MINNEAPOLIS (WCCO) — So much has changed since most of us were in elementary school. Not just in the classroom, but also at recess.

A national non-profit called Playworks started training “recess coaches” in Minnesota five years ago. These coaches lead children in organized activities during free time outside. Recess coaches are now in several public schools across the Twin Cities.

When you think of recess, you think of kids running outside to get some fresh air and finally getting a chance to be loud after sitting quietly in class.

But it can also be a time that some kids find themselves excluded from play, or the targets of bullies.

“They might not have the skills, they might not have the ability, they might not feel welcome,” Playworks Program Manager Todd Wallace said. “So we try to make sure every kid feels like they belong out at recess by providing them with those choices to get involved.”

Recess coaches get games going the moment the kids step outside, making sure everyone who wants to play gets a chance. Participation is optional. If a child wants to have time alone or socialize with friends, that is also fine. At the end of recess, they help students settle down.

“A lot of kids are still excited and energetic from recess, so kind of getting them lined up or doing some breaths or some cheers, and maybe a staggered entrance back into the building can really help with a smooth transition back in,” Wallace said.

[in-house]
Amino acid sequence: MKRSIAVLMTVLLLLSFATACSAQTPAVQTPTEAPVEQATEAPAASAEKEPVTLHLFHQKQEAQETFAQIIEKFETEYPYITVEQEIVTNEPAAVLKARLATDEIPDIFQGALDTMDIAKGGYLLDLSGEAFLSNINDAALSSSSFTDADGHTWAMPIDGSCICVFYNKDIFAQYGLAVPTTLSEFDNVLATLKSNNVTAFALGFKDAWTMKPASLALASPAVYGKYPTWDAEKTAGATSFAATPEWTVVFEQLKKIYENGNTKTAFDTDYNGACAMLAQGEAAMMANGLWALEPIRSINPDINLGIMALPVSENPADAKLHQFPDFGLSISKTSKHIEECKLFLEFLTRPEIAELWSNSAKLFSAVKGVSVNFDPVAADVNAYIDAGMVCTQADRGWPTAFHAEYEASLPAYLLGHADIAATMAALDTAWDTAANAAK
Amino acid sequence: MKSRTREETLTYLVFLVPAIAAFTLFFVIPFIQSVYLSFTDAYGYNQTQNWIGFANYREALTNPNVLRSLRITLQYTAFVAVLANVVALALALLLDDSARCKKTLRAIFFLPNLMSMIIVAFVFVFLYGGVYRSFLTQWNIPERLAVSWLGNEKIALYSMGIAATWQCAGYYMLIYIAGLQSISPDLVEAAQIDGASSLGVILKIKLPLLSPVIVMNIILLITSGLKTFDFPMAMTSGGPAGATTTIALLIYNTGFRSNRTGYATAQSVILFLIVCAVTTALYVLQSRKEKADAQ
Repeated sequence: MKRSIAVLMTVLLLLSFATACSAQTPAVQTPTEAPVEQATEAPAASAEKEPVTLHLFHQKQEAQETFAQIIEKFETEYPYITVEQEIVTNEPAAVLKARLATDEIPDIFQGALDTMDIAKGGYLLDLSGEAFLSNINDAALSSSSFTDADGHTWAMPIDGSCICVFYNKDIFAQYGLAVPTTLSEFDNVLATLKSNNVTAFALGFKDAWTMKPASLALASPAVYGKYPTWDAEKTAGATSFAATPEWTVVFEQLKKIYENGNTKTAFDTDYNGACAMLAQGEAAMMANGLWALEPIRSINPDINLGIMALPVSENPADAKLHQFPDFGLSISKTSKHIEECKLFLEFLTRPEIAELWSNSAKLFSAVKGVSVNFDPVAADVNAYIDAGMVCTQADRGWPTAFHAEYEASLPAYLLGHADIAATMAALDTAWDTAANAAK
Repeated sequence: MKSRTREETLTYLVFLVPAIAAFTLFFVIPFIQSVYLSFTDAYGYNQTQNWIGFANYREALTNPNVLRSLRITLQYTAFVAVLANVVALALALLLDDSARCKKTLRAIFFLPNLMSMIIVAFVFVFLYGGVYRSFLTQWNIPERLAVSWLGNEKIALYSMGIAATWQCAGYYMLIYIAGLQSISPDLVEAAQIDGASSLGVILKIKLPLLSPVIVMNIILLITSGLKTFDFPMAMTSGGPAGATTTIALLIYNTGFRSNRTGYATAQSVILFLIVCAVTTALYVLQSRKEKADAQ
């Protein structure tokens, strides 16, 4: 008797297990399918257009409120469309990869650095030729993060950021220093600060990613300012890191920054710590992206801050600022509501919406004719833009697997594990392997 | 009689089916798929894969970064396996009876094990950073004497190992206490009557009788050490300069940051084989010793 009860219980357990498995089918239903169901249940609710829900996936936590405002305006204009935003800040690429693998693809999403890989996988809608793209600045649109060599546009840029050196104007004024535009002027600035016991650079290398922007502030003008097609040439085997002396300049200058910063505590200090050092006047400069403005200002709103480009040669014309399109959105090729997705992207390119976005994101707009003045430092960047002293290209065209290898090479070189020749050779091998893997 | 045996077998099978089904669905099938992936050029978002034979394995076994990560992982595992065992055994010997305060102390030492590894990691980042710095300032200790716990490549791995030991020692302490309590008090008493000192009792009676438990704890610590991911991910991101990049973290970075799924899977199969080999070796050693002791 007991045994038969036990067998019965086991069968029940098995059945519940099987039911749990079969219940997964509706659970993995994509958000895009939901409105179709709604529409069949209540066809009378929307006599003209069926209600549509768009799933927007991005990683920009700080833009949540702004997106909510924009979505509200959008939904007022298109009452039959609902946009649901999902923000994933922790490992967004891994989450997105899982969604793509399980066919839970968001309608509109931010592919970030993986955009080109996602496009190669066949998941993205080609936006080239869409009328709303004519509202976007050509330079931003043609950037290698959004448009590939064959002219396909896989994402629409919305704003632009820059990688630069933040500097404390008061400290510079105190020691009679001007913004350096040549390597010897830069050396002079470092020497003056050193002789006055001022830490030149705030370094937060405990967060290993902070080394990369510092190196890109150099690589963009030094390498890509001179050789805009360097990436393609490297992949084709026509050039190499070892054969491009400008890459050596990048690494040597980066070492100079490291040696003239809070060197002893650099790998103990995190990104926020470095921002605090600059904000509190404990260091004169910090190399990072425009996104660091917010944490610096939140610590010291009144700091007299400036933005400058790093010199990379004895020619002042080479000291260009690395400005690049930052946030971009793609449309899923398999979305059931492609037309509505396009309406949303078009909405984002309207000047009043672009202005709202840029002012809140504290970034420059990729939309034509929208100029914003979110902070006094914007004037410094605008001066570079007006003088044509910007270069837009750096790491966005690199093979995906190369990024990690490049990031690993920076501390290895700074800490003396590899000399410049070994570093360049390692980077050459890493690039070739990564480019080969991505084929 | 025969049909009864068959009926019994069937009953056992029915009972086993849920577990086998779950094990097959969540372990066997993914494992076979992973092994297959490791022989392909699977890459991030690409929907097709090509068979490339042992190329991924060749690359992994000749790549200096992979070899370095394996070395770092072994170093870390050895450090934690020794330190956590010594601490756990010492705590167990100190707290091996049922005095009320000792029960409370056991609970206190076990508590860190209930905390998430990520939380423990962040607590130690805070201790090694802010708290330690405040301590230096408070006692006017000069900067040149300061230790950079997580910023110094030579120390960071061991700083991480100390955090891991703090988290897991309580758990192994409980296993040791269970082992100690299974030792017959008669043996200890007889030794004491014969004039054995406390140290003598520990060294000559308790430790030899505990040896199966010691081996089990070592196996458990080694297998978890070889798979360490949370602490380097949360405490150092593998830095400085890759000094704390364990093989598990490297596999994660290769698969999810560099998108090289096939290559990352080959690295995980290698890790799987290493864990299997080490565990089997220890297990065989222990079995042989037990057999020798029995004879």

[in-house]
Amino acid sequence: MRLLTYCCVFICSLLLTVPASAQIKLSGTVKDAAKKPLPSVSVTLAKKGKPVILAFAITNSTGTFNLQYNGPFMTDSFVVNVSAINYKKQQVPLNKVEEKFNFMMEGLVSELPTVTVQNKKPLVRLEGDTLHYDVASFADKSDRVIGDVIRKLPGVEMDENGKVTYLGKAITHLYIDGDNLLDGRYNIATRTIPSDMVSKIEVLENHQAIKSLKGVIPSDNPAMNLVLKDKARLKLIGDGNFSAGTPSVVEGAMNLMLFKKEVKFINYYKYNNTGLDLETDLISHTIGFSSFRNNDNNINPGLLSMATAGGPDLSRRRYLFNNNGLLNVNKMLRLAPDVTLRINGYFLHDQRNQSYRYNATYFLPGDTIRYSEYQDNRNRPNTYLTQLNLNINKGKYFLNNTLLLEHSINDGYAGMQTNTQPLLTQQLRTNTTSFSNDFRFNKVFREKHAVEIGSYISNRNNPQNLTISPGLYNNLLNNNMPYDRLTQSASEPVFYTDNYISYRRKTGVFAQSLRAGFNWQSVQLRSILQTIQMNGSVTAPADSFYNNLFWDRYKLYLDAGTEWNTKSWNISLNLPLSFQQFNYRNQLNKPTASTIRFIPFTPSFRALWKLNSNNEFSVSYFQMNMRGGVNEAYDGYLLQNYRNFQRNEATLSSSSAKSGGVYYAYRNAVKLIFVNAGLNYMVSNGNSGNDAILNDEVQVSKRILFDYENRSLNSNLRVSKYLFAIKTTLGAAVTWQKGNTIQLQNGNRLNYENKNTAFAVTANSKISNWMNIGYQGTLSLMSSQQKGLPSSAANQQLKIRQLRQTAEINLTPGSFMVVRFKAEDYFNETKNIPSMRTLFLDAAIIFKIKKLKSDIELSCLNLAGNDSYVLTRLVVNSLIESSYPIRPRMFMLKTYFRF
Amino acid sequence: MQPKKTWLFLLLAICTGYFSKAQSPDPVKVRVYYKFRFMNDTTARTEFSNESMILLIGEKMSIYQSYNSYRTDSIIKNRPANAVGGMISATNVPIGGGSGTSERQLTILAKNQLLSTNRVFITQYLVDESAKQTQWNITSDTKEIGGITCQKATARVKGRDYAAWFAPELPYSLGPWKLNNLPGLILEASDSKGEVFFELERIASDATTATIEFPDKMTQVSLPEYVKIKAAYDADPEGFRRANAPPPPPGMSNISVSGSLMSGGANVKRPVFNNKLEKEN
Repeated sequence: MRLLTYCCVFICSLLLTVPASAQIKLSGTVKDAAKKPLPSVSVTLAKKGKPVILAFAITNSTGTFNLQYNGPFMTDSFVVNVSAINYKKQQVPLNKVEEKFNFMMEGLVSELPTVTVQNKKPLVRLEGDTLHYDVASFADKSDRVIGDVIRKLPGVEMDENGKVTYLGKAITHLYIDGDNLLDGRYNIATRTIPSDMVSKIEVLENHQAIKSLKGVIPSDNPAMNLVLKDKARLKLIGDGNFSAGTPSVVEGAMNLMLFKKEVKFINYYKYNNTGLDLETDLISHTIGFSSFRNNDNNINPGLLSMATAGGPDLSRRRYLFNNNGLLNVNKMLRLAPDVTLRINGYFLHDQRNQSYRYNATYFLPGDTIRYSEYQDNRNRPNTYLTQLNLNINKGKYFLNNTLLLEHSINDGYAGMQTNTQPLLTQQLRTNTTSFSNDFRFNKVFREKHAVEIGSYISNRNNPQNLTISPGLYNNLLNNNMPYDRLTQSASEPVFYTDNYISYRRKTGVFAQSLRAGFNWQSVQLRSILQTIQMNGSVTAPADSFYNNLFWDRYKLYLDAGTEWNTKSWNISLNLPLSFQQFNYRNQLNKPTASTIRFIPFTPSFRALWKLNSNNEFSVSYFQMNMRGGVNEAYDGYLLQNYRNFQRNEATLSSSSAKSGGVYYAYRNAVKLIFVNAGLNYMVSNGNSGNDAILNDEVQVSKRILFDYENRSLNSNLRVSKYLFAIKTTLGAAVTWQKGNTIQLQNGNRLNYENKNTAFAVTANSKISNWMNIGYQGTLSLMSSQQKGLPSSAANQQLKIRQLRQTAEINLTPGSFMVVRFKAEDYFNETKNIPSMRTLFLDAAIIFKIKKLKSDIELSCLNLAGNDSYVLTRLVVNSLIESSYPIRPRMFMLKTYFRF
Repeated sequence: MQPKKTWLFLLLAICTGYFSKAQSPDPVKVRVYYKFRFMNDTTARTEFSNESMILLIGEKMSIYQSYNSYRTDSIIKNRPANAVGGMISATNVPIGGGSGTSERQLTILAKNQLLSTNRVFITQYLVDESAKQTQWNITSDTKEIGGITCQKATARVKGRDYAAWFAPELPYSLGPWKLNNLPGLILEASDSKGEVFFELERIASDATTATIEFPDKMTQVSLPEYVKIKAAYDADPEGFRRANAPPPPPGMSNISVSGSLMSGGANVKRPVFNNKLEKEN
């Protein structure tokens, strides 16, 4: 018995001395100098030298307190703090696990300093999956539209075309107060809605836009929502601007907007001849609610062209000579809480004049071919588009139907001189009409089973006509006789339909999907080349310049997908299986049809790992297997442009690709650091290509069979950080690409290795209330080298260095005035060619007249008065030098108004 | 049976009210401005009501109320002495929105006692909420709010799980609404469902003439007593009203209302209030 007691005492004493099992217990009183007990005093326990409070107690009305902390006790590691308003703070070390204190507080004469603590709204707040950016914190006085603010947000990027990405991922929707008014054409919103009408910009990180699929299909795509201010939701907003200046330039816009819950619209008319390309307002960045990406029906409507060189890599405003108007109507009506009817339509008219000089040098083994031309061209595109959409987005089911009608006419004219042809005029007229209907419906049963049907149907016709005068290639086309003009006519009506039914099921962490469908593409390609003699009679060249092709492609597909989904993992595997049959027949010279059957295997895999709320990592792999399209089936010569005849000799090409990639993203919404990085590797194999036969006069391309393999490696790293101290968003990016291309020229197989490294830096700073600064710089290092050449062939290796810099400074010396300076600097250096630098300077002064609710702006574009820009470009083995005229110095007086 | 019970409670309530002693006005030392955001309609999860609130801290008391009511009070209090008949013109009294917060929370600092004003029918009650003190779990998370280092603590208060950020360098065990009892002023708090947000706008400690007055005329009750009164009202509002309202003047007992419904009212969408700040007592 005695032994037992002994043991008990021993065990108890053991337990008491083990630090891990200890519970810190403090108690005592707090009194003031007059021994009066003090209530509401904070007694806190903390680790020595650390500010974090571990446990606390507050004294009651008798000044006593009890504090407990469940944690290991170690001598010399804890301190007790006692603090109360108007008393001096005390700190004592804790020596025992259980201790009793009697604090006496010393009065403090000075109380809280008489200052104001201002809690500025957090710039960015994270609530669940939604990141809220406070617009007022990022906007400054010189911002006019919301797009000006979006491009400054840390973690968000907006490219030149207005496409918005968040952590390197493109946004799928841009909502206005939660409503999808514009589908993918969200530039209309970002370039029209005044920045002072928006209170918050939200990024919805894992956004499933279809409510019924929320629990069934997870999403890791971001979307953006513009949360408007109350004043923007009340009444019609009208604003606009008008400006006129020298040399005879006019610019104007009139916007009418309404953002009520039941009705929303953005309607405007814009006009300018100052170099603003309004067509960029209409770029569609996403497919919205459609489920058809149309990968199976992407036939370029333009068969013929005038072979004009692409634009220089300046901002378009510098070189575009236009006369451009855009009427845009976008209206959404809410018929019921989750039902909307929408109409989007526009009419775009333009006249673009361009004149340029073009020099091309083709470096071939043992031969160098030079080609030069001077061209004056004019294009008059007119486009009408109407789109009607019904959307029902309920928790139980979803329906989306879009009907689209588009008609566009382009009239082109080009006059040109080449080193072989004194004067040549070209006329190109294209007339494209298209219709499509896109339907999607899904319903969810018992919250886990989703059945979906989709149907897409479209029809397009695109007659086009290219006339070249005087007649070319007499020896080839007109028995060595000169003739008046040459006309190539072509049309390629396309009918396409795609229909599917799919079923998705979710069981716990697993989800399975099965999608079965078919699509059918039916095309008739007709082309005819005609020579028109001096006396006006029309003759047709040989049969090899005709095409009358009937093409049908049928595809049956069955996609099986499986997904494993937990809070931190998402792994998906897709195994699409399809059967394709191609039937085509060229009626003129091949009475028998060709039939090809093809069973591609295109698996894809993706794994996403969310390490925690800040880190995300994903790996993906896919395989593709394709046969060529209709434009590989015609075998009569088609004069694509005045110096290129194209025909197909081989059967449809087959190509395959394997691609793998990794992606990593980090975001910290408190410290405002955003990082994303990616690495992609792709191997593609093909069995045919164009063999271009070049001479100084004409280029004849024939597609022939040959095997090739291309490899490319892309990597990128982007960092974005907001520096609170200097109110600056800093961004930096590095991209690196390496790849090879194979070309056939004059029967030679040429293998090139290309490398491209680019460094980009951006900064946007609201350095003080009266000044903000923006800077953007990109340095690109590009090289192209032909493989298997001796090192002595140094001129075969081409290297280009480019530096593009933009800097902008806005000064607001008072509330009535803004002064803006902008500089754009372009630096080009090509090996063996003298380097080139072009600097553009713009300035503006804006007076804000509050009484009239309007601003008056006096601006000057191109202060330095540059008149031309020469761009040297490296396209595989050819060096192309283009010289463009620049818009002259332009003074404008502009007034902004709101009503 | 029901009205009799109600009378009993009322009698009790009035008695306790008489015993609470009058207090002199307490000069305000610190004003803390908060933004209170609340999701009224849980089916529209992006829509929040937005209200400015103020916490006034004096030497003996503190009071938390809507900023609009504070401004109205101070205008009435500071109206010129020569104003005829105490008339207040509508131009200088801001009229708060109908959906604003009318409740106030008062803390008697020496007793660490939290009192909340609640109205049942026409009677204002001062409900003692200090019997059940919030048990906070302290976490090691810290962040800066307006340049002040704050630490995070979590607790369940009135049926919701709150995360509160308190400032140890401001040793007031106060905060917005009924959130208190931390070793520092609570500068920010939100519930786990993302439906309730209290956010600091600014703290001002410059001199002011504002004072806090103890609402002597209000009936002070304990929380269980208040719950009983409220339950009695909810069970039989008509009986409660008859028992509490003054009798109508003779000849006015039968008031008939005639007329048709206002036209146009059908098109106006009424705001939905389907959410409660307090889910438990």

Recess coaches are now in ten Minnesota school districts, including Minneapolis, St. Paul, Minnetonka, Robbinsdale and Edina.

Local Executive Director Shauna McDonald says schools are seeing fewer behavioral problems at recess.

“We also teach the skills to children around how to interact with each other, those social and emotional pieces. So empathy, kindness, respect, how to solve a problem,” McDonald said.

This program is for elementary schools. Some schools hire a Playworks coach who supervises their recess time. Others send some of their staff members to Playworks for training, and then they become the recess coaches. These folks are in addition to the teachers who are out on the playground keeping an eye on things.

The cost of the program varies from school to school. Some of them get grants to pay for it.

St. Paul’s school district has recess coaches in three schools and a contract with Playworks for $28,000 to provide that service across the school year.

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